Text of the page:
When I started blogging in earnest last year, I thought I’d share smatterings of my writing, talk about writing issues and have, if I was lucky, maybe half a dozen writing buddies to compare notes with and prop me up during writing crises and National Novel Writing month. Which is pretty much what happened. Thank you, Darksculptures, Dayner, Kathan, and Shaddy for diving into the NaNo challenge with me and serving as both cheerleading squad AND writing team to get us all up and over the 50,000 word top. We done good, huh?
In the last couple of months, a few more bloggers have climbed aboard my regular blogroll and I’m so happy you’ve joined the train. Thank you, disobedient writer, Parrot Writes and Linda Cassidy Lewis for adding so much to the ride.
I’m enjoying the ways K.M. Weiland uses video for her writing hints (and I’ve gotten great help for character-building with her e-book, Crafting Unforgettable Characters) and I love Paper Rats and their new video series on writing.
While I’m beginning to read and comment on lots of other writing blogs, those are my shout-outs for today.
More and more of what I’m reading focuses on marketing, NOT on writing. Which is okay, I guess, but I’m not feeling the love as much as I’d like. (I’m also not at the point in my fiction writing that warrants anything close to marketing, so that may be part of it.)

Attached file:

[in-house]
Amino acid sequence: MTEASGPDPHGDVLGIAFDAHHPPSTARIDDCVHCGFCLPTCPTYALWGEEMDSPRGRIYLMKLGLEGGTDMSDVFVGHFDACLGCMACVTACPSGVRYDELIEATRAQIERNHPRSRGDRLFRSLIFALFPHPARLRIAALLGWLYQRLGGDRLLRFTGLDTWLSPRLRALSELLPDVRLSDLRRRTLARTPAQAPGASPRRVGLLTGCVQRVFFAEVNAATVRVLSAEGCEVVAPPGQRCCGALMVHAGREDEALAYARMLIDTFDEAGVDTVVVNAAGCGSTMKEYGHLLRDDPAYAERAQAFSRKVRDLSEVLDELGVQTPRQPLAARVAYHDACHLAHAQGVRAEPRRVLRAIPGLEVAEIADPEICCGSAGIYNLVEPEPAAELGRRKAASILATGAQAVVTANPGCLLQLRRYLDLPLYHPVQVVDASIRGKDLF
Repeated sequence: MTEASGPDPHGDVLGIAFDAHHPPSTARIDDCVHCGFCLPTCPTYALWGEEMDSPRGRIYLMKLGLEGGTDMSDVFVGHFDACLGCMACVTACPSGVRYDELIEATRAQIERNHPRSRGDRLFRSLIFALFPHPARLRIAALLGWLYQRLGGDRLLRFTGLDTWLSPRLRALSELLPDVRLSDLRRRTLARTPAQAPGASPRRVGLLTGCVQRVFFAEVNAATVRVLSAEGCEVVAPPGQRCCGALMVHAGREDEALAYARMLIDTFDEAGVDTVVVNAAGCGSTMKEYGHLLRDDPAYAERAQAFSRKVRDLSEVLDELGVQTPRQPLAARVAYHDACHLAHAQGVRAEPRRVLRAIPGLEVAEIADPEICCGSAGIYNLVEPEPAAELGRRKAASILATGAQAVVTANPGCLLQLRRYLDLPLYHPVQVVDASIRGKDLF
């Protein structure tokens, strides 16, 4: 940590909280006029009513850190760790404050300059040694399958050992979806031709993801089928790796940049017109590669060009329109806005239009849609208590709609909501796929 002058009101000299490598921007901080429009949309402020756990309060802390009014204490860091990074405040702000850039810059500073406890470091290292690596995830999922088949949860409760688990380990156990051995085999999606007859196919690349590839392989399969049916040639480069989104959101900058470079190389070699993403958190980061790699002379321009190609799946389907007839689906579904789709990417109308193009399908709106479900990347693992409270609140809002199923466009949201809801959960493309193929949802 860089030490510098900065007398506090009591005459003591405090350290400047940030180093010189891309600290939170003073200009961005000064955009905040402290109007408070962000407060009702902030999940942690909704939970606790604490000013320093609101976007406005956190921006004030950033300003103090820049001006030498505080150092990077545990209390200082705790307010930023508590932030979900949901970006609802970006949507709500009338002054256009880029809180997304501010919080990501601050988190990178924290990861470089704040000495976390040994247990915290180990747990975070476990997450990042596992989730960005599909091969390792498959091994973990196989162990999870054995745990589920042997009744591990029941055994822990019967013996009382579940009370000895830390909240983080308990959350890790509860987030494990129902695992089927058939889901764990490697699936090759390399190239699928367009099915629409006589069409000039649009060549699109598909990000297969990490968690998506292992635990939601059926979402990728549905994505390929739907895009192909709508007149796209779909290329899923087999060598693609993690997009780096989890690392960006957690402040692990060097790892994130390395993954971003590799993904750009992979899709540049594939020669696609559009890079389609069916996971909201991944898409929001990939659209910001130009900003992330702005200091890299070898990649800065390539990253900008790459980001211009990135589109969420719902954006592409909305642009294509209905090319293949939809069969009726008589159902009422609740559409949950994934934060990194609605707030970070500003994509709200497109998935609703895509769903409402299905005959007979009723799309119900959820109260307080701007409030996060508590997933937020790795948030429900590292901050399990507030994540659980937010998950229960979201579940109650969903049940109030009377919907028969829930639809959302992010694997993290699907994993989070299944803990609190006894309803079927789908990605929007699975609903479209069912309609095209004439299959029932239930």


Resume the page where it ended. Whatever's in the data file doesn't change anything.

disobedient writer Kirsten Lesko writes today about the need to network out of your league. It’s a thought-provoking post, and I am duly thought-provoked.
I am starting to read more editor and agent blogs, some of which seem very helpful. The others — eh. I can do without snark and arrogance, and I’m seeing a a fair amount of both.
I don’t seem able to find my niche or my head in marketing blogland yet. I love my friends, but the thought of getting a tweet every time someone goes to Starbucks makes me crazy. And the hairs on the back of my neck stand up when I think about spending time with an electronic megaphone selling myself instead of writing another great American novel.
I’d still like to think, perhaps unrealistically, that my fiction will ultimately stand – or fall – on its own merits and not on the number of Facebook friends, tweets, or blog followers I have.
But I’ve been wrong before.
Thoughts? Inquiring minds want to know….